Virgin Australia: Suitor surprise – Singapore Airlines!
With the first creditors meeting of the embattled Virgin Australia airline set for tomorrow, Thursday 30 April, speculation is rife that Singapore Airlines (SIA) is circling as a potential buyer.
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It’s not Singapore Airlines directly, but the Singaporean sovereign wealth fund Temasek which owns 56% of SIA. They are thought to be partnering up with Melbourne based BGH Capital, already reported as a Virgin Australia bidder. Singapore Airlines currently has a 20% stake in Virgin Australia and has oft been rumoured to be willing and able to buy more or most of Virgin. Although it is set to lose its capital stake in the airline, it may be able to buy the rest of Virgin Australia at close to a bargain-basement price, or at least less than the AU$7 billion dollar debt it is said to be owing.
Singapore Airlines and Virgin Australia
SIA has long been touted as a potential buyer of Virgin Airlines (VA). They are seen as natural allies, since SIA is part of the OneWorld rival, the Star Alliance, and VA is in an alliance membership free zone. Singapore Airlines has previously argued to have a domestic presence in Australia, and even a fifth freedom right to fly from Australia to the USA, (from memory) but has been rebuffed, a campaign that Qantas hasn’t been backward in stepping forward.
Buying Virgin Australia would give Singapore Airlines a direct link to domestic feeder routes in Australia, and the possibility of flying to the USA, which it used to see as a lucrative market, ripe for competition.
There are reportedly around 11 suitors for the remains of Virgin Australia. They include:
- BGH – with or without Temasek or Australian Super
- Indigo Partners
- Brookfield – a Canadian asset manager
- Wesfarmers – cashed up and ready to go with AU$1.1 billion burning a hole in its pocket after Coles sell-down
- Bain Capital
- Apollo Global Management
- Oaktree Capital Management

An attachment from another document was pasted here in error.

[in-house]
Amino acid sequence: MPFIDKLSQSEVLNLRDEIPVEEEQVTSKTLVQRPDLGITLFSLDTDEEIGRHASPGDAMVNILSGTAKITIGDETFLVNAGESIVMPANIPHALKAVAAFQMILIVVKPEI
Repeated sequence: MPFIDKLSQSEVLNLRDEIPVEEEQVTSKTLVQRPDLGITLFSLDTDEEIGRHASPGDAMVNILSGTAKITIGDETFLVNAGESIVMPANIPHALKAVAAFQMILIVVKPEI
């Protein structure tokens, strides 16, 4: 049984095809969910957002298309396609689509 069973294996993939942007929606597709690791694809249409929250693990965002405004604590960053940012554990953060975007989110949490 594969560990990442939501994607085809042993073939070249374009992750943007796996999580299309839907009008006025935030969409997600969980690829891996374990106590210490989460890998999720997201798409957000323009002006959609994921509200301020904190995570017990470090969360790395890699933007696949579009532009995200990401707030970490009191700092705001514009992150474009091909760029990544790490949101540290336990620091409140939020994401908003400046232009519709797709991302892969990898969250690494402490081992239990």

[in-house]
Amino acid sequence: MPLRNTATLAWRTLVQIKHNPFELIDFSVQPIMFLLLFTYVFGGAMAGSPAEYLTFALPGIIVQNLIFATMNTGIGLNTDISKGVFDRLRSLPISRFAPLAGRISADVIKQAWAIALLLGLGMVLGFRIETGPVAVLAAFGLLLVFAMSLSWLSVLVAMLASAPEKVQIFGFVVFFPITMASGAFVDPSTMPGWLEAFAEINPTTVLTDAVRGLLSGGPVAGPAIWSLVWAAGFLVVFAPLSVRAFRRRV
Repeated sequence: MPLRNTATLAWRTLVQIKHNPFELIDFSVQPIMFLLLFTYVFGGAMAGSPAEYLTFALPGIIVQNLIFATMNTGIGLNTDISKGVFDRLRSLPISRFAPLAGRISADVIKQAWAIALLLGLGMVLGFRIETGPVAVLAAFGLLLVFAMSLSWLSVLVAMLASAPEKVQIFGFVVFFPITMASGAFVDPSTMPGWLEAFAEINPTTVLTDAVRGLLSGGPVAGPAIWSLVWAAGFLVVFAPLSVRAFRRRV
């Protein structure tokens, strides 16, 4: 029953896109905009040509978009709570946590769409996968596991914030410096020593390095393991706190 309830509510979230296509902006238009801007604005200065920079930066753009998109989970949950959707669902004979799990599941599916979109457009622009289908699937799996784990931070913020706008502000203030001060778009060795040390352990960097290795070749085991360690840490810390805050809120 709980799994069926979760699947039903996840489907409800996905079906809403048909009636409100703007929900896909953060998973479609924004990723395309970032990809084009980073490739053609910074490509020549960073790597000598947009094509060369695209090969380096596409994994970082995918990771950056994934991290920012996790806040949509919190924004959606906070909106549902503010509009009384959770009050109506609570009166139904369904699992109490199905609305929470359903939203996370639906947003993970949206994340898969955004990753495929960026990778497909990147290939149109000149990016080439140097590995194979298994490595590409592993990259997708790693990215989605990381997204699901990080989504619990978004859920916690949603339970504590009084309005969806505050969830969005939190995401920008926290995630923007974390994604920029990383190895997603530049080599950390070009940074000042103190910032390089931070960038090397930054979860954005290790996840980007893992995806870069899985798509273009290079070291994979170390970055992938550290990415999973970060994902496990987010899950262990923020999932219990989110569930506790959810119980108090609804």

A Temasek offer would be interesting, as it could be seen to leverage the AU$20 billion funding pagkage they have already provided for Singapore Airlines to see them through the Pandemic. Needless to say, Qantas will probably head straight to the Foreign Investment Review Board to try and nix such a deal.
Set for Thursday 30 April, it should provide some more information on what is happening and the position some of the involved parties are taking. It will be interesting to see where the junk bondholders, shareholders, employee unions and whether the representative of the Federal Government has anything to offer.
Stand by for press releases and twitter feeds!
There are lots of interested parties, and that’s just the creditors. Once you put the potential purchasers, a few lawyers and the government representative in the room, things could get interesting. Although the administrators have expressed their view that a deal will be struck short and sharply, negotiations of this magnitude don’t always run smooth, or end successfully. Remember Lindsay Fox and Ansett.
All the creditors have something, or in other cases, a lot to lose. That group includes bondholders, shareholders, the staff collectively, and aircraft lessors. They will all be firming their positions, and that may be shaped by whatever discussions they have had with potential suitors. What the administrators recommend if anything at this first meeting of creditors could be informative.
Not too much breath holding left to be done before the meeting now.